Sustainability is a theme that runs throughout the work of the University of Arizona's (UA) Cooperative Extension program.

For more than 80 years Cooperative Extension has used classes, seminars, workshops and other methods to bring research-based information to farmers and ranchers throughout Arizona.

"Cooperative Extension agents work with producers to be economically viable while engaging the public and also helping to insure we have a minimal negative impact on the environment," said Rick Gibson, Pinal County's Cooperative Extension director.

Arizona growers have been able to dramatically reduce their use of toxic substances by implementing integrated pest management (IPM), said Peter Ellsworth, state Integrated Pest Management (IPM) coordinator and director of the Arizona Pest Management Center.

"IPM represents the sustainable option for pest control," said Ellsworth, Extension specialist and UA professor of entomology. "It really is the world standard for science-based sustainable management of pests.

"It's amazing how few pesticides are even needed anymore and how the (agricultural) industry has continually improved its pest management programs," Ellsworth said.

The number of pesticide spray applications for all insect pest problems during the period from 2006 to 2009 was 1.5 per crop per season, down from 10 to 12 per crop per season in the 1990s, he said.

"Our ultimate goal is to manage the entire agro-ecosystem so there is a better balance that requires fewer disruptive interventions, and IPM is the way to get to that point," Ellsworth said.

One example is multi-state research the UA is leading on crop placement, both on the farm scale and wider scale.

Monitoring and manipulating the proximity of different types of crops can help prevent pest problems because some pests move from crop to crop if fields are close enough, Ellsworth said.

And because fewer pesticides are being used, beneficials - insects that benefit crops by eating pests or providing pollination services - are reemerging in fields.

A new instructional tool - similar to a video game - is in the works to show farmers how they can benefit by focusing on crop placement, and working with neighboring farmers to reduce pest problems and boost beneficials on a multi-farm scale.

"We are currently working on developing a game training simulation, essentially a virtual farm, so we can go to grower communities and sit them down with our laptops and look at different scenarios," Ellsworth said. "We will show them a virtual world, a virtual farm, and how bugs spread throughout a system and at what scale, and demonstrate the economic impact."

Growers playing the game can arrange crops on their virtual-farm randomly or the way they normally do, then see the economic consequences of pest damage. Then trainers will run them through the same exercises after they have an interaction with their neighbors to discuss strategies for crop placement throughout the community.

Growers can see the benefit of looking at the spatial aspect of planting, and a cost reduction report will be offered at the end of the exercise.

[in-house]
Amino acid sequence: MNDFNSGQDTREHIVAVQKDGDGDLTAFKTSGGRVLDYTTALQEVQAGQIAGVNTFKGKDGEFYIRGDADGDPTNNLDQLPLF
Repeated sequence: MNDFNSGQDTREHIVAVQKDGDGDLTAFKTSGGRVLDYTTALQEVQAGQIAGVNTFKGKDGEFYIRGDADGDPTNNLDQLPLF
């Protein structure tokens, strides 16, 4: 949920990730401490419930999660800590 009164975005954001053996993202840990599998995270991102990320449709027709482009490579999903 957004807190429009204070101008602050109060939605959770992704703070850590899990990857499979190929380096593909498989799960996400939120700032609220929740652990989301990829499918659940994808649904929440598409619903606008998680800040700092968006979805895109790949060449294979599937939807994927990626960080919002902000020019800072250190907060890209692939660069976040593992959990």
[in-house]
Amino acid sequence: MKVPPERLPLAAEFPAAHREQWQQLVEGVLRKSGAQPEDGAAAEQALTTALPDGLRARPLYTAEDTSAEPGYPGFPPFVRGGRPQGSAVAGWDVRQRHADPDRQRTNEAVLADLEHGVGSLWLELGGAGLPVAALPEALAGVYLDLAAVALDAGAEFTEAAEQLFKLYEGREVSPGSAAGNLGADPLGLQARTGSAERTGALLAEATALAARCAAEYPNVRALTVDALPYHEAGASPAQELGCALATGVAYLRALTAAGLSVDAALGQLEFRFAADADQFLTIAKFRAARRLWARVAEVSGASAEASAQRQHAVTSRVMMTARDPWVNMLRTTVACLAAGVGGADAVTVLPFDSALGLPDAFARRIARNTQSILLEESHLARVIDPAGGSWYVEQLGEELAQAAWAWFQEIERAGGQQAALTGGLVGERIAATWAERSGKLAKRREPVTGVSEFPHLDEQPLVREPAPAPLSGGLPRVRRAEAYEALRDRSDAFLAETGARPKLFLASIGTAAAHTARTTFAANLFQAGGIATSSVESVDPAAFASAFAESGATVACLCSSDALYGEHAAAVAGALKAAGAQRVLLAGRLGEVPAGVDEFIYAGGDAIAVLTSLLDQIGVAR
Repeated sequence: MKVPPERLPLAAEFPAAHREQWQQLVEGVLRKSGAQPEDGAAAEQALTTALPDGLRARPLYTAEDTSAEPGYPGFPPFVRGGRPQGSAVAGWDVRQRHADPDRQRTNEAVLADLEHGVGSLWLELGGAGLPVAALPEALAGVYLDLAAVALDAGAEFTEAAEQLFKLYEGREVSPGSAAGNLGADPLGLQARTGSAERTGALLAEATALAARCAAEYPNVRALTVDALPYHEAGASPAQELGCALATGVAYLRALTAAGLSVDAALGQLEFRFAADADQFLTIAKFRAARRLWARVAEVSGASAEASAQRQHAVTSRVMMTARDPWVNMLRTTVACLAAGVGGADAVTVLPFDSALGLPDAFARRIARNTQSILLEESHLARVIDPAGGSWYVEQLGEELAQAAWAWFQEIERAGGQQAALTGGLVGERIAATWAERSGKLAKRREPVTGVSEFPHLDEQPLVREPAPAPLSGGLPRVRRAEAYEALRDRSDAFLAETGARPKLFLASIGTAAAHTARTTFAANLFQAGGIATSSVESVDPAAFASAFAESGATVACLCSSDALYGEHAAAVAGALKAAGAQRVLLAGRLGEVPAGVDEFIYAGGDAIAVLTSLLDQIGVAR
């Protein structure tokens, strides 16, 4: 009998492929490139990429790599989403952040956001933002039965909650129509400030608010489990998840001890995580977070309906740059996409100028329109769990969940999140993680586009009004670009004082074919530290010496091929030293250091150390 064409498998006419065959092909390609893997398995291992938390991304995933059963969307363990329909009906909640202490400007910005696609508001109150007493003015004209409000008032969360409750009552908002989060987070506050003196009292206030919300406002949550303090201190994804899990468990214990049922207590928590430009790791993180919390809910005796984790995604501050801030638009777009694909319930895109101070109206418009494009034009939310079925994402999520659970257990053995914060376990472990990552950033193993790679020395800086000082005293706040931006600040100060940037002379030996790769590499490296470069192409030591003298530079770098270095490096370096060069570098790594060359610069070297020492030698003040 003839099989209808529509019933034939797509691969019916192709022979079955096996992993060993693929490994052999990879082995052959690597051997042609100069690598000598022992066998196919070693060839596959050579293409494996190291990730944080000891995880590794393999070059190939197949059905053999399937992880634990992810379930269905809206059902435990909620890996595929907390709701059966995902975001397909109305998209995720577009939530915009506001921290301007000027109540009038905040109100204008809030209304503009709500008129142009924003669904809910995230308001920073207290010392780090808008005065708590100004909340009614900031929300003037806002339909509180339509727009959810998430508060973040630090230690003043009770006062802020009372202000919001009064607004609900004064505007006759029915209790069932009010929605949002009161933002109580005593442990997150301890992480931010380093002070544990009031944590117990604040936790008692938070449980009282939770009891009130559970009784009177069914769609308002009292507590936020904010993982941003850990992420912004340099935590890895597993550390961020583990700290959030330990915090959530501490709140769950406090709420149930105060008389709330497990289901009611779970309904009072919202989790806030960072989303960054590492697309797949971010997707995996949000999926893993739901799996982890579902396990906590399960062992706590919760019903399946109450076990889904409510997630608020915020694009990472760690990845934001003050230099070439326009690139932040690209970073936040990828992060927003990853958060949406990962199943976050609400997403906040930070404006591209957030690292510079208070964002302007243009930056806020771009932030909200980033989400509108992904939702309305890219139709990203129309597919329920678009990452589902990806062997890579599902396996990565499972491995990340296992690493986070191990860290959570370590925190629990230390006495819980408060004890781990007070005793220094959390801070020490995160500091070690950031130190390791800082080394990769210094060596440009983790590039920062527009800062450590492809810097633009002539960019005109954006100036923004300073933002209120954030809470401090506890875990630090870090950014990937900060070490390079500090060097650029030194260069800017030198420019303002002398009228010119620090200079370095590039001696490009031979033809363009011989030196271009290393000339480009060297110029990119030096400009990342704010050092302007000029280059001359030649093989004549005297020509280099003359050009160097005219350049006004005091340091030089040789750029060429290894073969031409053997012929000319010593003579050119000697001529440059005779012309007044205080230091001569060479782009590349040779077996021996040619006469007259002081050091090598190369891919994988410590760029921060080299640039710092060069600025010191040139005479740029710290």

"If there is enough communication and cooperation there can be a reduction of risk from the pest insects over a broad landscape," Ellsworth said.

IPM has already meant big savings for Arizona farmers.

"We estimate growers adopting our IPM programs in cotton alone saved over $212 million since 1996," Ellsworth said. "We are making agriculture more efficient. Everything we are doing is making our growers more sustainable."

Cooperative Extension's Erin Taylor works with immigrants, primarily from Africa and Asia, who are trying to set up farming operations in Arizona.

Many of the people in the International Rescue Committee program are refugees who came to the United States to escape civil wars and persecution, said Taylor, area assistant agent for field crops in Maricopa County.

A lot of them have some kind of farming roots and want to farm here," Taylor said.

"We teach a more modern way of farming. A lot of them never used any kind of equipment. They used oxen, cows, or horses or did it by hand. We're helping them learn to use planting equipment, rototillers, more modern drip irrigation."

Economic sustainability for the farms is one of the major challenges the immigrants taking part in the program face, Taylor said. The biggest hurdle is teaching the farmers the business aspect of their agricultural endeavors.

"The program helps them get started, but they haven't learned the business end to make it sustainable: how to sell their product, take the money, set aside money for next year's crops, and use the rest to live off of. They don't understand how it works," Taylor said.

"That is the hardest part. We are working with them on financial classes and farm planning classes."

About 120 people join the refugee agriculture program each year. Many fail, but three to five successful farming operations emerge each year, resulting in about 15 success stories during the three years Taylor has been involved in the program.

Participants typically begin by working half to a full acre, and then expand when successful. One project farm near Eloy, Ariz., is 50 acres.

"They start small and slowly are building their business," Taylor said.